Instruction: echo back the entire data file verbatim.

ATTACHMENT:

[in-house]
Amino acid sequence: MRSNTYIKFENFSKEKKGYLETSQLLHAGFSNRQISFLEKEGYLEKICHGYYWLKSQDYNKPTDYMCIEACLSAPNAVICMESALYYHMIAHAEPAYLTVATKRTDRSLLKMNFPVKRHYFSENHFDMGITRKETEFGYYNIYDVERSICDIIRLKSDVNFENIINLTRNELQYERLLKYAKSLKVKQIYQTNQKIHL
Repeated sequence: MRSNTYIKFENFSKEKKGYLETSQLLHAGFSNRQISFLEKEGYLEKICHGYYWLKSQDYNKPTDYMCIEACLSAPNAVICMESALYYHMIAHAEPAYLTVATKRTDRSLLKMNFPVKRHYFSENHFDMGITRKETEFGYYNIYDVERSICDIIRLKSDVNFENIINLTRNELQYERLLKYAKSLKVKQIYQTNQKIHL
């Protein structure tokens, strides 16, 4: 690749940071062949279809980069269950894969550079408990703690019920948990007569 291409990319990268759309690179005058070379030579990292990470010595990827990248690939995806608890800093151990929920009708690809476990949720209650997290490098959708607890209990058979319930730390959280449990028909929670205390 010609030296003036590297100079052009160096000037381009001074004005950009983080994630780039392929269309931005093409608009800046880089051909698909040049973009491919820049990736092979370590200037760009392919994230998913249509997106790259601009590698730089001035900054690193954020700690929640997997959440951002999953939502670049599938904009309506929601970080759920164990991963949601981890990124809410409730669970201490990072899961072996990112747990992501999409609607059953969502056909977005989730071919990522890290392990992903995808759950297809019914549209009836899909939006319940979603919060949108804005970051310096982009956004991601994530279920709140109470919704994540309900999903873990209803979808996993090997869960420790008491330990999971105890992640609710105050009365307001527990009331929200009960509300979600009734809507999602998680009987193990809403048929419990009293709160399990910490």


[in-house]
Amino acid sequence: MRSNTYIKFENFSKEKKGYLETSQLLHAGFSNRQISFLEKEGYLEKICHGYYWLKSQDYNKPTDYMCIEACLSAPNAVICMESALYYHMIAHAEPAYLTVATKRTDRSLLKMNFPVKRHYFSENHFDMGITRKETEFGYYNIYDVERSICDIIRLKSDVNFENIINLTRNELQYERLLKYAKSLKVKQIYQTNQKIHL
Repeated sequence: MRSNTYIKFENFSKEKKGYLETSQLLHAGFSNRQISFLEKEGYLEKICHGYYWLKSQDYNKPTDYMCIEACLSAPNAVICMESALYYHMIAHAEPAYLTVATKRTDRSLLKMNFPVKRHYFSENHFDMGITRKETEFGYYNIYDVERSICDIIRLKSDVNFENIINLTRNELQYERLLKYAKSLKVKQIYQTNQKIHL
């Protein structure tokens, strides 16, 4: 690749940071062949279809980069269950894969550079408990703690019920948990007569 291409990319990268759309690179005058070379030579990292990470010595990827990248690939995806608890800093151990929920009708690809476990949720209650997290490098959708607890209990058979319930730390959280449990028909929670205390 010609030296003036590297100079052009160096000037381009001074004005950009983080994630780039392929269309931005093409608009800046880089051909698909040049973009491919820049990736092979370590200037760009392919994230998913249509997106790259601009590698730089001035900054690193954020700690929640997997959440951002999953939502670049599938904009309506929601970080759920164990991963949601981890990124809410409730669970201490990072899961072996990112747990992501999409609607059953969502056909977005989730071919990522890290392990992903995808759950297809019914549209009836899909939006319940979603919060949108804005970051310096982009956004991601994530279920709140109470919704994540309900999903873990209803979808996993090997869960420790008491330990999971105890992640609710105050009365307001527990009331929200009960509300979600009734809507999602998680009987193990809403048929419990009293709160399990910490």